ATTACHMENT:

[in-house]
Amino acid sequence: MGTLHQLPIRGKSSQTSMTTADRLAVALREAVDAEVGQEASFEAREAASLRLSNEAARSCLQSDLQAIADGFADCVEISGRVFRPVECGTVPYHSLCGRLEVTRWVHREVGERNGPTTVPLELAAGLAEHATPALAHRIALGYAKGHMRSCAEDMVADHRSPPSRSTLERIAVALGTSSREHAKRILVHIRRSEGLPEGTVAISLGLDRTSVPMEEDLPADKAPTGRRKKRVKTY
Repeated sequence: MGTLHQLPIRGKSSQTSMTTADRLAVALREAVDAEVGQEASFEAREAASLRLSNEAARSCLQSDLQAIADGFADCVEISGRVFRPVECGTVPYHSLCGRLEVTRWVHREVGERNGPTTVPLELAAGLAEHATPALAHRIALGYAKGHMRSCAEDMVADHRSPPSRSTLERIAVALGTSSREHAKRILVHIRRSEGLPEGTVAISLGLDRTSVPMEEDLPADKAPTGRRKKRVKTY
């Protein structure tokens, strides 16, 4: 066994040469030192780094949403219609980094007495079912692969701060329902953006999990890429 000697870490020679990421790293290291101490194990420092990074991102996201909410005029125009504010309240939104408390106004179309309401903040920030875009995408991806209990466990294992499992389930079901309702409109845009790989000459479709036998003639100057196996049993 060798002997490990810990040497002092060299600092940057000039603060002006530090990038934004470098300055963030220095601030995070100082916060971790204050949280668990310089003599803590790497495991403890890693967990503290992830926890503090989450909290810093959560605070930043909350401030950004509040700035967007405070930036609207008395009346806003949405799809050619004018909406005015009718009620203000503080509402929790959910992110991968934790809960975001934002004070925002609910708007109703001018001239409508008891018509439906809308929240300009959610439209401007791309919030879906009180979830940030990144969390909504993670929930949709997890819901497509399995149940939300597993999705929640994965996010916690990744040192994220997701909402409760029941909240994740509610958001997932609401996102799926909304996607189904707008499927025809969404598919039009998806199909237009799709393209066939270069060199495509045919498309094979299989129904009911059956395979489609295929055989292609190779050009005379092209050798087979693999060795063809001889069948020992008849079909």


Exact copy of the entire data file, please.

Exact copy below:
[in-house]
Amino acid sequence: MGTLHQLPIRGKSSQTSMTTADRLAVALREAVDAEVGQEASFEAREAASLRLSNEAARSCLQSDLQAIADGFADCVEISGRVFRPVECGTVPYHSLCGRLEVTRWVHREVGERNGPTTVPLELAAGLAEHATPALAHRIALGYAKGHMRSCAEDMVADHRSPPSRSTLERIAVALGTSSREHAKRILVHIRRSEGLPEGTVAISLGLDRTSVPMEEDLPADKAPTGRRKKRVKTY
Repeated sequence: MGTLHQLPIRGKSSQTSMTTADRLAVALREAVDAEVGQEASFEAREAASLRLSNEAARSCLQSDLQAIADGFADCVEISGRVFRPVECGTVPYHSLCGRLEVTRWVHREVGERNGPTTVPLELAAGLAEHATPALAHRIALGYAKGHMRSCAEDMVADHRSPPSRSTLERIAVALGTSSREHAKRILVHIRRSEGLPEGTVAISLGLDRTSVPMEEDLPADKAPTGRRKKRVKTY
């Protein structure tokens, strides 16, 4: 066994040469030192780094949403219609980094007495079912692969701060329902953006999990890429 000697870490020679990421790293290291101490194990420092990074991102996201909410005029125009504010309240939104408390106004179309309401903040920030875009995408991806209990466990294992499992389930079901309702409109845009790989000459479709036998003639100057196996049993 060798002997490990810990040497002092060299600092940057000039603060002006530090990038934004470098300055963030220095601030995070100082916060971790204050949280668990310089003599803590790497495991403890890693967990503290992830926890503090989450909290810093959560605070930043909350401030950004509040700035967007405070930036609207008395009346806003949405799809050619004018909406005015009718009620203000503080509402929790959910992110991968934790809960975001934002004070925002609910708007109703001018001239409508008891018509439906809308929240300009959610439209401007791309919030879906009180979830940030990144969390909504993670929930949709997890819901497509399995149940939300597993999705929640994965996010916690990744040192994220997701909402409760029941909240994740509610958001997932609401996102799926909304996607189904707008499927025809969404598919039009998806199909237009799709393209066939270069060199495509045919498309094979299989129904009911059956395979489609295929055989292609190779050009005379092209050798087979693999060795063809001889069948020992008849079909």